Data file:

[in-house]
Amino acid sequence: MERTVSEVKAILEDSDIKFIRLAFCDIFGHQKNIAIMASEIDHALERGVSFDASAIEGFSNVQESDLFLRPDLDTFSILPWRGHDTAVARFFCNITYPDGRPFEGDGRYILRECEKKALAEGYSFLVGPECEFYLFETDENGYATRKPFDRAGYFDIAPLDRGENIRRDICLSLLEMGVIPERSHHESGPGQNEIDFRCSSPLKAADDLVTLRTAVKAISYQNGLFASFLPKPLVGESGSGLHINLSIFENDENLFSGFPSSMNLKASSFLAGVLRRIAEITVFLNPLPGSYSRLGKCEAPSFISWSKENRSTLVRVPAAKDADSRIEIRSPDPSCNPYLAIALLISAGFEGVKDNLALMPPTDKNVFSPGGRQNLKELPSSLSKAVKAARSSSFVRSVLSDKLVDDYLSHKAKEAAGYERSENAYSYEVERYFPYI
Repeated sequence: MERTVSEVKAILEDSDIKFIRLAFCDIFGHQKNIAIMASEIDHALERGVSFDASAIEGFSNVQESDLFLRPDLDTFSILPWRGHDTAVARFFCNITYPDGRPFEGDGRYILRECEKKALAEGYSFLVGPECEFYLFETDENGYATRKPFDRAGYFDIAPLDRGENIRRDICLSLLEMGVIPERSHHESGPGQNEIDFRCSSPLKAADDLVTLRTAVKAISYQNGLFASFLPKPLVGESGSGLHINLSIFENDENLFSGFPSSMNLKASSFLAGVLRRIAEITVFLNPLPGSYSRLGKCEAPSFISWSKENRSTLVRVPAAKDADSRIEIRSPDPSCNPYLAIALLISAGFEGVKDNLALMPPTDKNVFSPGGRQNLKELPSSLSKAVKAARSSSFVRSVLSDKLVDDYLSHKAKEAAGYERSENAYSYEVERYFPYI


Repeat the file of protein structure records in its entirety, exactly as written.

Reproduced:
[in-house]
Amino acid sequence: MERTVSEVKAILEDSDIKFIRLAFCDIFGHQKNIAIMASEIDHALERGVSFDASAIEGFSNVQESDLFLRPDLDTFSILPWRGHDTAVARFFCNITYPDGRPFEGDGRYILRECEKKALAEGYSFLVGPECEFYLFETDENGYATRKPFDRAGYFDIAPLDRGENIRRDICLSLLEMGVIPERSHHESGPGQNEIDFRCSSPLKAADDLVTLRTAVKAISYQNGLFASFLPKPLVGESGSGLHINLSIFENDENLFSGFPSSMNLKASSFLAGVLRRIAEITVFLNPLPGSYSRLGKCEAPSFISWSKENRSTLVRVPAAKDADSRIEIRSPDPSCNPYLAIALLISAGFEGVKDNLALMPPTDKNVFSPGGRQNLKELPSSLSKAVKAARSSSFVRSVLSDKLVDDYLSHKAKEAAGYERSENAYSYEVERYFPYI
Repeated sequence: MERTVSEVKAILEDSDIKFIRLAFCDIFGHQKNIAIMASEIDHALERGVSFDASAIEGFSNVQESDLFLRPDLDTFSILPWRGHDTAVARFFCNITYPDGRPFEGDGRYILRECEKKALAEGYSFLVGPECEFYLFETDENGYATRKPFDRAGYFDIAPLDRGENIRRDICLSLLEMGVIPERSHHESGPGQNEIDFRCSSPLKAADDLVTLRTAVKAISYQNGLFASFLPKPLVGESGSGLHINLSIFENDENLFSGFPSSMNLKASSFLAGVLRRIAEITVFLNPLPGSYSRLGKCEAPSFISWSKENRSTLVRVPAAKDADSRIEIRSPDPSCNPYLAIALLISAGFEGVKDNLALMPPTDKNVFSPGGRQNLKELPSSLSKAVKAARSSSFVRSVLSDKLVDDYLSHKAKEAAGYERSENAYSYEVERYFPYI